Synod of Whitby in 664

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The Roman missionaries coming to Britain in the time of Pope Gregory I (590–604) found the British Christians, who had been evangelized by Irish missionaries from the north, adhering to a different system of Easter computation from that used in the Mediterranean basin. This system, on the evidence of Bede, fixed Easter to the Sunday falling in the seven-day period from the 14th to the 20th of its lunar month, according to an 84-year cycle.[3] The limits of Nisan 14 – Nisan 20 are corroborated by Columbanus.[4] The method used by the Roman Church was Nisan 15 – Nisan 21.[5] The 84-year cycle, the lunar limits, and an equinox of March 25 also receive support from McCarthy's analysis of Padua, Biblioteca Antoniana, MS I.27.[6] Any of these features alone could have led to occasional discrepancies from the date of Easter as computed by the Alexandrine method.

This 84-year cycle (called the latercus) gave way to the Alexandrine computus in stages. The Alexandrine computus may have been adopted in parts of the south of Ireland in the first half of the 7th century.[7] Among the northern English, the use of the Alexandrine computus over the Brittano-Irish cycle was decided at the Synod of Whitby in AD 664.[8] The Alexandrine computus was finally adopted by the Irish colonies in northern Britain in the early 8th century.[9]

Modern calls for a reform of the date of Easter

Dates for Easter
2004 - 2044
In Gregorian dates
Year Western Eastern
2004 April 11
2005 March 27 May 1
2006 April 16 April 23
2007 April 8
2008 March 23 April 27
2009 April 12 April 19
2010 April 4
2011 April 24
2012 April 8 April 15
2013 March 31 May 5
2014 April 20
2015 April 5 April 12
2016 March 27 May 1
2017 April 16
2018 April 1 April 8
2019 April 21 April 28
2020 April 12 April 19
2021 April 4 May 2
2022 April 17 April 24
2023 April 9 April 16
2024 March 31 May 5
2025 April 20
2026 April 5 April 12
2027 March 28 May 2
2028 April 16
2029 April 1 April 8
2030 April 21 April 28
2031 April 13
2032 March 28 May 2
2033 April 17 April 24
2034 April 9
2035 March 25 April 29
2036 April 13 April 20
2037 April 5
2038 April 25
2039 April 10 April 17
2040 April 1 May 6
2041 April 21
2042 April 6 April 13
2043 March 29 May 3
2044 April 17 April 24

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After the Gregorian reform of the calendar by promulgation in 1582, the Catholic and Protestant churches of the West came to follow a different method of computing the date of Easter from the one that had been previously accepted. Eastern Orthodox churches continue the older practice of using the Julian calendar.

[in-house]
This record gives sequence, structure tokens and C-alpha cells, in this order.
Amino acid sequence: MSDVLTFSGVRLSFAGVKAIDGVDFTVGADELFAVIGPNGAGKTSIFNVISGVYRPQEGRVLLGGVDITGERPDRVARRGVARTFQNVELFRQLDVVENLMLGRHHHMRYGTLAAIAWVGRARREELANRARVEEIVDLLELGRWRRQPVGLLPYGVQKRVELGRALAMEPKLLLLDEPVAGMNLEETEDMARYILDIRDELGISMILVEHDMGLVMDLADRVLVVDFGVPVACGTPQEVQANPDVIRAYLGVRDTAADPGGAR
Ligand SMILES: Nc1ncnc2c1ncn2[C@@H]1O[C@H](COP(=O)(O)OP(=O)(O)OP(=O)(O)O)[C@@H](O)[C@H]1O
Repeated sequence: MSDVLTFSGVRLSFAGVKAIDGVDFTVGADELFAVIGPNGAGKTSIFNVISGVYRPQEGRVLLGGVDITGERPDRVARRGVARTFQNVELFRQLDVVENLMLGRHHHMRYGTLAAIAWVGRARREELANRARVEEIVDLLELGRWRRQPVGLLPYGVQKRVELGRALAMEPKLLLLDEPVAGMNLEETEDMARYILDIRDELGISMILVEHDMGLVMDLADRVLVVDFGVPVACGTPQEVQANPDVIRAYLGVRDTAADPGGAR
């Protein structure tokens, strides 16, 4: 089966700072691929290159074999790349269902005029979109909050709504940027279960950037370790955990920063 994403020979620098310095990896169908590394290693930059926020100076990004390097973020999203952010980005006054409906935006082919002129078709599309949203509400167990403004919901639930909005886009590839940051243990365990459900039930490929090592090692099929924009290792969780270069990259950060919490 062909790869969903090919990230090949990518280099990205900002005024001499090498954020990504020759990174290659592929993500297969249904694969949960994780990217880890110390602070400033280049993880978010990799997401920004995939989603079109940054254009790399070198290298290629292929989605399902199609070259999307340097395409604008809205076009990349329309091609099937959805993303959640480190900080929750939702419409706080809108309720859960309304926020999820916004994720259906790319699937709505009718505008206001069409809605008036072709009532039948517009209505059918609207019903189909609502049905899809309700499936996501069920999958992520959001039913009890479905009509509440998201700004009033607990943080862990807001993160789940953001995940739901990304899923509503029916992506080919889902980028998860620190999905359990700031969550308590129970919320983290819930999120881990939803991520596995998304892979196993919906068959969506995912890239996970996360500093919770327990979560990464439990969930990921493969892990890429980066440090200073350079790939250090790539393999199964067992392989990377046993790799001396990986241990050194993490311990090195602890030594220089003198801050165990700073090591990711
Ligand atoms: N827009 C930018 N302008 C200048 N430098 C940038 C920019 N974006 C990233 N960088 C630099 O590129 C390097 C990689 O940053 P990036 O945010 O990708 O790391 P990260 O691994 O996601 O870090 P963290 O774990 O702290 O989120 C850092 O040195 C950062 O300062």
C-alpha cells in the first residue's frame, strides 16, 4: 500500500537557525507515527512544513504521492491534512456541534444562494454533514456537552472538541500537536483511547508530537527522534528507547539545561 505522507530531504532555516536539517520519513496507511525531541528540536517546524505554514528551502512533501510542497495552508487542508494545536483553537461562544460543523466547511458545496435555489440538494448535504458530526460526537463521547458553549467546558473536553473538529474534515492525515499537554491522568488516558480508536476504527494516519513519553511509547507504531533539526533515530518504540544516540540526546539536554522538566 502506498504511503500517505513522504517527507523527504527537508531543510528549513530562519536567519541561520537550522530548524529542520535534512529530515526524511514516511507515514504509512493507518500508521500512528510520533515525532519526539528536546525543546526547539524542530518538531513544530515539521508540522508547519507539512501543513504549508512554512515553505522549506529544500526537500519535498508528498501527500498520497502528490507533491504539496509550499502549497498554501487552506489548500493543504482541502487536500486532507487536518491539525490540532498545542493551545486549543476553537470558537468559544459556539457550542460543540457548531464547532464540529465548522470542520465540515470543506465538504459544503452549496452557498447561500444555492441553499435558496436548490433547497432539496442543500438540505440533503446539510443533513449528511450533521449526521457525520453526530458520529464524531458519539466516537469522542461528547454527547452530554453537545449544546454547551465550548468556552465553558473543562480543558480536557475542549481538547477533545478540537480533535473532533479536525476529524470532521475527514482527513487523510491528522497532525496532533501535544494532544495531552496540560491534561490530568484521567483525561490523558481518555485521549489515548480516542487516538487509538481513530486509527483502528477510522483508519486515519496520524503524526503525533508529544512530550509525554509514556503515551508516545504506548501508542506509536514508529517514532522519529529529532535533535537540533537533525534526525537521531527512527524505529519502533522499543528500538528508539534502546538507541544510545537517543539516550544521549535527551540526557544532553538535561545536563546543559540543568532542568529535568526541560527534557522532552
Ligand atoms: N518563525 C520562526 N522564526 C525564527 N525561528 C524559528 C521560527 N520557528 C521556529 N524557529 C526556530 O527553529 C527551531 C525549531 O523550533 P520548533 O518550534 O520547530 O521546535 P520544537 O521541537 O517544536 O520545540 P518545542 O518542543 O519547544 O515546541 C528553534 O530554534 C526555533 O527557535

Several attempts have sought to achieve a common method for computing the date of Easter. In 1997 the World Council of Churches proposed a reform of the method of determining the date of Easter[10] at a summit in Aleppo, Syria: Easter would be defined as the first Sunday following the first astronomical full moon following the astronomical vernal equinox, as determined from the meridian of Jerusalem. The reform would have been implemented starting in 2001, since in that year the Eastern and Western dates of Easter would coincide. This reform has not been implemented.

See also


  1. Exodus 12:14 NRSV
  2. Charles Jones, Bedae Opera de temporibus, (Cambridge, Mediaeval Academy of America), 1943, p. 25.
  3. Bede, Church History of the English People, 2.2, in J.E. King, tr., Bede: Historical Works, Vol. 1, Loeb Classical Library, Cambride, 1930, p. 205.
  4. Columbanus, Letter to Pope Gregory, in A Select Library of Nicene and Post-Nicene Fathers of the Christian Church, Second Series, Volume 13, p. 40.
  5. David Ewing Duncan, "The Calendar", 1998, p.105.
  6. McCarthy, Daniel, "Easter Principles and a Fifth-Century Lunar Cycle used in the British Isles", Journal for the History of Astronomy, 24, 204–224 (1993).
  7. Cummian, Letter on the Easter Controversy, PL 87.969.
  8. Bede, Church History, 3.25.
  9. Bede, Church History, 5.22.
  10. http://wcc-coe.org/wcc/what/faith/easter.html


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  • Jones, Charles W. Bedae Opera de Temporibus. Cambridge: Mediaeval Academy of America, 1943. pp. 3–104.
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  • Mosshammer, Alden A. The Easter Computus and the Origins of the Christian Era. Oxford: Oxford University Press, 2008. ISBN 0-19-954312-7.
  • Ó Cróinín, Dáibhí and Daniel McCarthy. "The 'Lost' Irish 84-year Easter Table Rediscovered", Peritia, 6–7(1987–88): 227–242.
  • Walsh, Maura and Dáibhí Ó Cróinín. Cummian's Letter De controversia paschali and the De ratione conputandi. Toronto: Pontifical Institute of Medieval Studies, 1988.
  • Wallis, Faith. Bede: The Reckoning of Time. Liverpool: Liverpool University Press, 2004. pp. xxxiv–lxiii.

External links